32 Stories: The Complete Optic Nerve Mini-Comics Review – by Tyler Crissman
You’re not quite sure why you’re drawn in, but you know that you are. That is a feeling that Adrian Tomine’s short comics collected in 32 Stories can induce. When I first started reading 32 Stories, I wasn’t sure what to think, but I knew something made me keep reading. The more time I spent with it, the more I grew to like the odd little book, and appreciate its genius. A two-page story narrated by a disturbingly paranoid man with a dog-centric conspiracy theory. Inner monologues and inky monochrome. Bizarre dreams made into surreal, panelized vignettes. Slice-of-life stories that range from wryly humorous, to sad, to off-the-wall weird. Perhaps that array of phrases communicates some of what this book contains.
Some of the stories are autobiographical (or partly so), even self-referentially mentioning the creation of said stories, in various ways, in some instances. Others are presumably less autobiographical, and the protagonists range from your average neurotic youth, to your last-place pick for a desert island buddy. Quirks and anxiety abound, applied to comedy as well as to poignant, atmospheric pieces. There is angst in the mix, and although that word comes with disreputable baggage, these Optic Nerve stories are well-composed works of comics (in case my opinion wasn’t spouted out enough yet). And yes, the words “angst” and “youth” above are good indicators of Tomine’s youth at the time. He simply set out on a comics career and kept it going.
Optic Nerve began in 1991 as Adrian Tomine’s purely self-published (i.e., drawn and then Xeroxed) comics. At the time, he was only in high school. There is something romantic about the utterly self-published comics career, and Tomine’s subsequent progression to an achieved cartoonist is inspiring. Eventually, in 1994, Drawn & Quarterly became the series’ publisher (as well as owner of, probably, the best comics publisher name). Since then Tomine’s career has further progressed, of course, but to discuss 32 Stories—even in the small sample contained, the change in art, writing, and production value over time is visible. That doesn’t mean that the earlier stories are worse and the later ones better; it’s just a matter of change, and there are merits to all the different styles of stories in the collection.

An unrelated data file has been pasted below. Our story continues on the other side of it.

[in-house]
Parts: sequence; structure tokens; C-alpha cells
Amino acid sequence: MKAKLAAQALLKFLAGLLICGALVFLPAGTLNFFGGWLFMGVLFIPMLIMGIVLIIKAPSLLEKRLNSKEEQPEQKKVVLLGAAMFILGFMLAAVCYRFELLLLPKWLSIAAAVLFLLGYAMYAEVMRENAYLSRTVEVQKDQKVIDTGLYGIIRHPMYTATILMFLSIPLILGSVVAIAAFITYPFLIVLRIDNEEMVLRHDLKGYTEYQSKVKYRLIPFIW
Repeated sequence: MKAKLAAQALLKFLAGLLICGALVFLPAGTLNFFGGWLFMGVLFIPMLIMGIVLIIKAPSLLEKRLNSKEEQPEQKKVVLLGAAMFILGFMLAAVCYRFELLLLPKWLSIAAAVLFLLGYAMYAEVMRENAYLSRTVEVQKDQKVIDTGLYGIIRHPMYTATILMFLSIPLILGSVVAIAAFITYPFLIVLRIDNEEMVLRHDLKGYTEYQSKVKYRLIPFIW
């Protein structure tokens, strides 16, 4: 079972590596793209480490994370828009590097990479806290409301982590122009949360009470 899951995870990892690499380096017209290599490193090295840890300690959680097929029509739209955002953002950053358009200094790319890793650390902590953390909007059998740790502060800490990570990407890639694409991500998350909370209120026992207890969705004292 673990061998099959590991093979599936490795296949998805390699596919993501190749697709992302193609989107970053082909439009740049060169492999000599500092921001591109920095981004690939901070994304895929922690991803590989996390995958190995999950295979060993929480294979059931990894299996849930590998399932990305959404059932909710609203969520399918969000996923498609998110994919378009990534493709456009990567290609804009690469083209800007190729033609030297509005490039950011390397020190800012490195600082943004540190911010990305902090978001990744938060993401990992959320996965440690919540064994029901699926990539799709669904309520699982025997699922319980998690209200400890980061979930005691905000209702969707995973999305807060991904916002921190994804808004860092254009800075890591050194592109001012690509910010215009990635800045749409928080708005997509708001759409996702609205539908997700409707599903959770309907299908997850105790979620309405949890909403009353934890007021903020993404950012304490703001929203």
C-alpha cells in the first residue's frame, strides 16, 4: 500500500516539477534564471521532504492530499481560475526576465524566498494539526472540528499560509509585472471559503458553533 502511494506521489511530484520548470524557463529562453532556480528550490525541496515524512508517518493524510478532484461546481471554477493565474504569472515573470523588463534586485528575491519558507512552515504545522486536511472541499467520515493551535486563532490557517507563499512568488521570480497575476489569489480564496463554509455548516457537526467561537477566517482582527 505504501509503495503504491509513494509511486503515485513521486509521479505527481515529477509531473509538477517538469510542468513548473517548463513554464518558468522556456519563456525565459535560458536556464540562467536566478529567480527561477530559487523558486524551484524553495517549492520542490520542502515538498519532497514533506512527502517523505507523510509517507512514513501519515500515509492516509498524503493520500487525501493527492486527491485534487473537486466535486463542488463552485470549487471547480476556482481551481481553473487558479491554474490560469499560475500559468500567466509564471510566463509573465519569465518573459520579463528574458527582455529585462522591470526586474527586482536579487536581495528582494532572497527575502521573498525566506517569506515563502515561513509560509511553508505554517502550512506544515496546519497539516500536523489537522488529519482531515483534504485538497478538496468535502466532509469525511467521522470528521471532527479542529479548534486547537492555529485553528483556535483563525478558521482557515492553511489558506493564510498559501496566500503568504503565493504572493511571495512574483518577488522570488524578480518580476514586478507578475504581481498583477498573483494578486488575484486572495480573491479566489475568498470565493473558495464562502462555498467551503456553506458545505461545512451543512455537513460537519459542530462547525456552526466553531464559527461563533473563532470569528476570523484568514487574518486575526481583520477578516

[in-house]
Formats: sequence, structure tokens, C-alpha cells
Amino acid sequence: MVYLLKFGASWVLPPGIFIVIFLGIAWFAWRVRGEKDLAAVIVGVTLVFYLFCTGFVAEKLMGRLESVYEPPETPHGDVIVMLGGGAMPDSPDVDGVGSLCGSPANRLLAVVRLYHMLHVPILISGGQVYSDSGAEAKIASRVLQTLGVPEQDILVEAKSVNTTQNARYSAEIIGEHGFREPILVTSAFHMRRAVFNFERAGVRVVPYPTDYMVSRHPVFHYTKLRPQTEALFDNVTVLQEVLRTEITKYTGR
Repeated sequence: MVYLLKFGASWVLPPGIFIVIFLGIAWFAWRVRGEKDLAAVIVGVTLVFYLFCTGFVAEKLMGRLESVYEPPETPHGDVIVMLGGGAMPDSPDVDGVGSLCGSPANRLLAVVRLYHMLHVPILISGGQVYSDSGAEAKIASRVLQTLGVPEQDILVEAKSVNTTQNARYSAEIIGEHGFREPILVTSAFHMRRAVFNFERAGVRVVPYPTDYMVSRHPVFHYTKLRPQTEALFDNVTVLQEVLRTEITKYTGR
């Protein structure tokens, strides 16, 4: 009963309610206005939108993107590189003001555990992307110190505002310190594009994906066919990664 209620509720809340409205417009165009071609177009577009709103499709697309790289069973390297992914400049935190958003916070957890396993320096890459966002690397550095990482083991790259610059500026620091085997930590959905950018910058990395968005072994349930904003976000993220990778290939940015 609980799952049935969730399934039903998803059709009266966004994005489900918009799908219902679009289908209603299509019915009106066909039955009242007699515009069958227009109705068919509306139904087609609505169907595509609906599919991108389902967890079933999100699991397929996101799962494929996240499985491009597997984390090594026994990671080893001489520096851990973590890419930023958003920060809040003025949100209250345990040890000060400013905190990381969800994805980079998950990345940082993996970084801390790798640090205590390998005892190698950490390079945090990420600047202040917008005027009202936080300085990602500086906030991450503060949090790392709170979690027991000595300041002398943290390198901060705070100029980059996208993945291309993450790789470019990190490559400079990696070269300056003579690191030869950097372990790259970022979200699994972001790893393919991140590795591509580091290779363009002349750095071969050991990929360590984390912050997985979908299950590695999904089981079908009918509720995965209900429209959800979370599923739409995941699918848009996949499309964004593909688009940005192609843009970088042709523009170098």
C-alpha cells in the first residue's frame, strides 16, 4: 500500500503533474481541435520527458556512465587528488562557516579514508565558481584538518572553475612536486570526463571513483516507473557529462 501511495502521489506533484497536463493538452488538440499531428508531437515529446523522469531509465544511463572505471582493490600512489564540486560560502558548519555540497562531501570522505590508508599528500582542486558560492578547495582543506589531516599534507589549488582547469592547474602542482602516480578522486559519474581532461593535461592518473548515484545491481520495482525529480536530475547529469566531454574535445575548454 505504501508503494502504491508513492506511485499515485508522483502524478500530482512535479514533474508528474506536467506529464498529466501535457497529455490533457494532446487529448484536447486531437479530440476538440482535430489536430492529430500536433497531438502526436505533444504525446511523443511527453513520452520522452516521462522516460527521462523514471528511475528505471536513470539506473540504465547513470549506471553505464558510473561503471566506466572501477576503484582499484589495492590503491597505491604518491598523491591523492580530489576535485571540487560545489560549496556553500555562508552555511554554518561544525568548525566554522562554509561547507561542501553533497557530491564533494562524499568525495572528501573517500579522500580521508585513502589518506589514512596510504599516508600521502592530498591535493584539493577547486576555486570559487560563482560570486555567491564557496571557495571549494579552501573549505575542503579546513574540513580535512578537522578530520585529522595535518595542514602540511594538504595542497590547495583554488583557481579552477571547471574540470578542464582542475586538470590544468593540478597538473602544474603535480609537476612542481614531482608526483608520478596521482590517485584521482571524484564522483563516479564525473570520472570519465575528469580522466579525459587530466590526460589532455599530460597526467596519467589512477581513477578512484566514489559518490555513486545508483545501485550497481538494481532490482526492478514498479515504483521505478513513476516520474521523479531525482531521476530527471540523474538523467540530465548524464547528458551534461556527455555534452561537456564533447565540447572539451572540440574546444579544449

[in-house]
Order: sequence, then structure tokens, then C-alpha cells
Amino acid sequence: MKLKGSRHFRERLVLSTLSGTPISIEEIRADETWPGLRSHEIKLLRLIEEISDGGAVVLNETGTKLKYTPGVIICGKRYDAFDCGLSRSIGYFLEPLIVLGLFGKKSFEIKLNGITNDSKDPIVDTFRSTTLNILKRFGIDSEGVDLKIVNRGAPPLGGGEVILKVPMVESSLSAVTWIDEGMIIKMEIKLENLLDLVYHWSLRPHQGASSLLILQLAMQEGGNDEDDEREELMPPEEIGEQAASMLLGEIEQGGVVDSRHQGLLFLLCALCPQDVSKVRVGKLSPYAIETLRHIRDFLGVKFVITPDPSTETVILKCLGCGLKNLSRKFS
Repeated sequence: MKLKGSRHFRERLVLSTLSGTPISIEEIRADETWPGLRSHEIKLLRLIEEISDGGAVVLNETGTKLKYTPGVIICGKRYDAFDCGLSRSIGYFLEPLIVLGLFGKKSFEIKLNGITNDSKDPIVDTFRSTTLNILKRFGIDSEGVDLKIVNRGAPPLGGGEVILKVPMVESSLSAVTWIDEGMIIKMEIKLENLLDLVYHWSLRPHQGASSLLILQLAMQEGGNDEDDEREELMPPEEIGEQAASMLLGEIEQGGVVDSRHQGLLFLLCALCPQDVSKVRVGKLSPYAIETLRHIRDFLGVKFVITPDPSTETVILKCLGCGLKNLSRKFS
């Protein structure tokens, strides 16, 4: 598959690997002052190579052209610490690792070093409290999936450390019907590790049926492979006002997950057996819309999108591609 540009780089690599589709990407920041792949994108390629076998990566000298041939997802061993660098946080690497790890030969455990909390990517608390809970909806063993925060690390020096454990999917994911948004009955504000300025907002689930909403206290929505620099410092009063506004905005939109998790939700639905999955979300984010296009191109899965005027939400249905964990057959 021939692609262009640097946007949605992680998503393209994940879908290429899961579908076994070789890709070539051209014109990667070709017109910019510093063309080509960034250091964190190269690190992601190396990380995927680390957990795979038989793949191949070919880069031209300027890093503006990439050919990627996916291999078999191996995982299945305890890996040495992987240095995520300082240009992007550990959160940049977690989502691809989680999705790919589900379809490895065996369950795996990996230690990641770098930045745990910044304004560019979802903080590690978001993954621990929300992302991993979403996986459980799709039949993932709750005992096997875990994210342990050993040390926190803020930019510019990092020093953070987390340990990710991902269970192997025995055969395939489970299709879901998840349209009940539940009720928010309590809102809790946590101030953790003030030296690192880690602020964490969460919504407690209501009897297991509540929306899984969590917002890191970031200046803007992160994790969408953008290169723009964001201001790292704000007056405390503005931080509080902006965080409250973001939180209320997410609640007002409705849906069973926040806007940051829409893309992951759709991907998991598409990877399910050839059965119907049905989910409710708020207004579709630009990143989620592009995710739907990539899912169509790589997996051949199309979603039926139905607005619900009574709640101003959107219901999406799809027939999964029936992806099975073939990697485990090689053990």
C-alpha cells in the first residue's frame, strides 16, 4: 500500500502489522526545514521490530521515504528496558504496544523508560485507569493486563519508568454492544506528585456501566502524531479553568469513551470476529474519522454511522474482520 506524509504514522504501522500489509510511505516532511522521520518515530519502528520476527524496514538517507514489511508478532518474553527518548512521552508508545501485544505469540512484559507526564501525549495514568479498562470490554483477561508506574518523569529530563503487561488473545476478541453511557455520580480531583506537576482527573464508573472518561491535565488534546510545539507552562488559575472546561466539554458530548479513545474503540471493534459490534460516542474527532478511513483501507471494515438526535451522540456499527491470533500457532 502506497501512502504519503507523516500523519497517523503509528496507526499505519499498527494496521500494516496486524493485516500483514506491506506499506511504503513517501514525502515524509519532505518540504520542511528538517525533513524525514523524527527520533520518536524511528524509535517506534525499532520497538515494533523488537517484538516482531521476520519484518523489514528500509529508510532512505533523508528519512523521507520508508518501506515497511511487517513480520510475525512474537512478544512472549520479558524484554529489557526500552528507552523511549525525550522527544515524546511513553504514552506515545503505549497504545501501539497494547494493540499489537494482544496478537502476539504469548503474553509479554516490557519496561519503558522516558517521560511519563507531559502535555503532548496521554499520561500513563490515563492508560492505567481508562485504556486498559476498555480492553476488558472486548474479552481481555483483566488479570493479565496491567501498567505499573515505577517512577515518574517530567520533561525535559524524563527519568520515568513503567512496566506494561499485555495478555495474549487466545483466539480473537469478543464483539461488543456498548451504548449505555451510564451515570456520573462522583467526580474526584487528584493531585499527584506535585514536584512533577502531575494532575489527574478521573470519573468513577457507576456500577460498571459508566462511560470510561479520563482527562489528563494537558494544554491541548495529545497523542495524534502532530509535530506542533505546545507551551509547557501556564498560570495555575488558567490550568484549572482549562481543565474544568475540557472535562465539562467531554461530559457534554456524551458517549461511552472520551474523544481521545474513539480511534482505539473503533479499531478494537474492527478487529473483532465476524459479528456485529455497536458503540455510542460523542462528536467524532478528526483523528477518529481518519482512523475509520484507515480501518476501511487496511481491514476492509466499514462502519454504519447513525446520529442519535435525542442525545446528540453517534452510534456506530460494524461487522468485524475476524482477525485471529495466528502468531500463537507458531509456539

One constant in all the stories is an effective use of black and white. A few of the later stories utilize half-tone greys, but most of the art is not just monochromatic but sheer black and white. Tomine achieves a great level of both clarity and compositional virtuosity. He’s not afraid to use swaths of black or heavily shadowed people and things, but never loses legibility. Even when Tomine’s style is rough and gritty, it maintains clarity. Speaking of roughness, his panel borders are often wobbly or crooked, but (at least, by the middle of this collection) made so with skill. Those borders add character to the comics, and I miss them in the later portion of the book, when Tomine used a “cleaner” look.
All stylistic quibbles aside, this admittedly short, but pithy, volume has a varied array of short-story comics. There is something enticing, addictive, and eloquent about the brevity of the stories. All of the stories are good comics, and some are fantastic. “Haircut” (maybe my favorite of the 32 stories) is, in my opinion, a masterpiece, especially for a three-page comic. I won’t say a thing more about it, lest I spoil it for anyone. Regardless, it isn’t the only brilliant piece in there. But I’ll leave that up to anyone interested to read 32 Stories to find out for themselves.